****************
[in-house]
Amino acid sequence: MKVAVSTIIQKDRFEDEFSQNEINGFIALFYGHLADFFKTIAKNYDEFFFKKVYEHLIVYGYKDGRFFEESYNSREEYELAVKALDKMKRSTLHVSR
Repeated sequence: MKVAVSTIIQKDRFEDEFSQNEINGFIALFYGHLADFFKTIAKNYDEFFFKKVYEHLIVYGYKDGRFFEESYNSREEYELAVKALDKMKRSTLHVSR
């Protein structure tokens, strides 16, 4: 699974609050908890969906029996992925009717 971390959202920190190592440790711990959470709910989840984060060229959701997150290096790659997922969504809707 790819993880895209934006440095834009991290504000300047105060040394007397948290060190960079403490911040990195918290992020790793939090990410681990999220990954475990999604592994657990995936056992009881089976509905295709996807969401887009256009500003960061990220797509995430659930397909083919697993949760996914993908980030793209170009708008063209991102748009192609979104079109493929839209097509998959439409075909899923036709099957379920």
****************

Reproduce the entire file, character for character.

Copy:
[in-house]
Amino acid sequence: MKVAVSTIIQKDRFEDEFSQNEINGFIALFYGHLADFFKTIAKNYDEFFFKKVYEHLIVYGYKDGRFFEESYNSREEYELAVKALDKMKRSTLHVSR
Repeated sequence: MKVAVSTIIQKDRFEDEFSQNEINGFIALFYGHLADFFKTIAKNYDEFFFKKVYEHLIVYGYKDGRFFEESYNSREEYELAVKALDKMKRSTLHVSR
């Protein structure tokens, strides 16, 4: 699974609050908890969906029996992925009717 971390959202920190190592440790711990959470709910989840984060060229959701997150290096790659997922969504809707 790819993880895209934006440095834009991290504000300047105060040394007397948290060190960079403490911040990195918290992020790793939090990410681990999220990954475990999604592994657990995936056992009881089976509905295709996807969401887009256009500003960061990220797509995430659930397909083919697993949760996914993908980030793209170009708008063209991102748009192609979104079109493929839209097509998959439409075909899923036709099957379920």